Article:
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A few weeks ago, my colleague who teaches Physics asked me about the derivation and justification of the cross-product formula.

The cross product for two vectors will find a third vector that is perpendicular to the original two vectors given.

The given vectors are assumed to be perpendicular (orthogonal) to the vector that will result from the cross product.  This means that the dot product of each of the original vectors with the new vector will be zero.

So, given two vectors a=\begin{bmatrix} a_1\\ a_2\\ a_3 \end{bmatrix}

and b=\begin{bmatrix} b_1\\ b_2\\ b_3 \end{bmatrix}

we want to find a third vector n=\begin{bmatrix} n_1\\ n_2\\ n_3 \end{bmatrix}

 

so that n is perpendicular to both a and b

As I mentioned above this means that we want the dot product of n with each of the two original vectors to be zero.

a \cdot n=a_1n_1+a_2n_2+a_3n_3=0

and

b \cdot n=b_1n_1+b_2n_2+b_3n_3=0

This gives us two equations to work with.  Since we have three variables to solve for (n_1, n_2, n_3), we’ll need another equation to work with.

The website Heaven’s in the backyard introduces a third constraint that the modulus of the cross product vector n be equal to 1.

This creates a third equation n_1^2+n_2^2+n_3^2=1 and allows us to solve for n_1, n_2, and n_3 in terms of a_1, a_2, a_3, b_1, b_2 and b_3

 

As mentioned above the web page Heaven’s in the backyard does a nice job with the derivation of the values for n_1, n_2, and n_3 and ends up with the formula n=\begin{bmatrix} a_2b_3-a_3b_2\\ a_3b_1-a_1b_3\\ a_1b_2-a_2b_1 \end{bmatrix}.

 

I don’t see this mentioned in the derivation, but it appears that the \sqrt{Z} term that is factored out and defined to make the derivation work more smoothly is actually the modulus of the cross product vector n.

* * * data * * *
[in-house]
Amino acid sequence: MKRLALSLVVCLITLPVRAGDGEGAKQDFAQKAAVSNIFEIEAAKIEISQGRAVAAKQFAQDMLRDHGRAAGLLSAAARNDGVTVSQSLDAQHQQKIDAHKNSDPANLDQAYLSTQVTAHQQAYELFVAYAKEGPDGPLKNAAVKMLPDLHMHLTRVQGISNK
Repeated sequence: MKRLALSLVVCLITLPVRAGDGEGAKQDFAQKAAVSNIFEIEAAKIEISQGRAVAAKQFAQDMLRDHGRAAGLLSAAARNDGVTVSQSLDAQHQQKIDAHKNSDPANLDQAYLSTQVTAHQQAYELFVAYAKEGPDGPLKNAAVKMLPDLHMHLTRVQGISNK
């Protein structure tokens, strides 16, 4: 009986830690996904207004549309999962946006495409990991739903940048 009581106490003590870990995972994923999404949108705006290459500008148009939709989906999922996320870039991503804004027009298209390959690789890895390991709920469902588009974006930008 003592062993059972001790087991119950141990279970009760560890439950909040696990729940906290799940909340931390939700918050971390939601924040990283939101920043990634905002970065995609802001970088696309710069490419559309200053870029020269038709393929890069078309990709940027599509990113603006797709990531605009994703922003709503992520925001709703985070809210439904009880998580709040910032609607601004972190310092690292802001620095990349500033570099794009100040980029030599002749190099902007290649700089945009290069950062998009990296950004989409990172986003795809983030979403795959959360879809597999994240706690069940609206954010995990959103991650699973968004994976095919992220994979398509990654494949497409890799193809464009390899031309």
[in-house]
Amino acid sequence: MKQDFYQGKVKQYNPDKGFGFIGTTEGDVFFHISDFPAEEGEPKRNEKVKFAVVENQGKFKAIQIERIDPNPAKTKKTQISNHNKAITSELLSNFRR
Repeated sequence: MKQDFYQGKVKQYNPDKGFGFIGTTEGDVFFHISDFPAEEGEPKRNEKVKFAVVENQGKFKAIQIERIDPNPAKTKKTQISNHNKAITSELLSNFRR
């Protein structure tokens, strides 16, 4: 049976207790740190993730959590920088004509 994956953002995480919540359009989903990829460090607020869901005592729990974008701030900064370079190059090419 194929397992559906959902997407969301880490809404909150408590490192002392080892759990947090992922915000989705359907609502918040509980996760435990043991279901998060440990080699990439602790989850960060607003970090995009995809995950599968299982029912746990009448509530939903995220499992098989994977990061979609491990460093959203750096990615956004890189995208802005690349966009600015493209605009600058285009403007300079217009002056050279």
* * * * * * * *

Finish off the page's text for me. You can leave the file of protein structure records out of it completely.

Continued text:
Assuming that the cross product vector has a length of 1 results in an answer that is multiplied by \frac{1}{\sqrt{Z}}, because the actual perpendicular (n) has a modulus equal to \sqrt{(a_2b_3-a_3b_2)^2+(a_3b_1-a_1b_3)^2+(a_1b_2-a_2b_1)^2} which is \sqrt{Z}.

 

After working through some of these ideas, I became interested in where the cross-product came from.

At Wikipedia, they mention that Joseph-Louis Lagrange, the French/Italian mathematician of the late 18th century provided a formula for this in a paper from 1773 that was focused on the properties of a tetrahedron.  The calculations related to the cross-product appear in the first few pages of the paper.  Lagrange posits 9 “quantités” x, y, z, x', y', z', x'', y'', z'' and then proceeds through a blizzard of calculations based on these quantities.

If each triplet of values q=(x, y, z), r=(x', y', z') and s=(x'', y'', z'') is considered as the coordinates of a vector, then the first calculations are the cross-products of each vector with each of the others.  In Lagrange’s notation, we could identify each of the cross products as

r \times s=\begin{bmatrix} \xi\\ \eta\\ \zeta \end{bmatrix}, q \times s=\begin{bmatrix} \xi'\\ \eta'\\ \zeta' \end{bmatrix}, q \times r=\begin{bmatrix} \xi''\\ \eta''\\ \zeta'' \end{bmatrix}

On the following page Lagrange identifies the square of the modulus for each of the cross-product vectors as \alpha, \alpha' and \alpha''

Several pages later Lagrange notes that the dot product of each original vector with the appropriate cross-product produces a zero result.

There are two things that fascinate me about this – (1) the depth of this seemingly simple question – how do you justify the cross-product formula? and (2) what was Lagrange up to in this paper? – what is the purpose of the multitude of calculations that he completes in the paper from 1773 (Solutions analytiques de quelques problèmes sur les pyramides triangulaires)?

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Income Inequality

Back in May of 2013, I did a presentation on income inequality that focused on how the Gini index is calculated.

Recently, I came across a graph that shows how the income growth during economic expansions has been distributed over the last 60 years.

Income Growth INEQ

It’s seems clear to me that the change in income tax rates during the Reagan years had a radical effect on income distribution in the US.

In his latest blog post, Robert Reich has a good analysis of some of the other issues that have led to the level of inequality we experience today.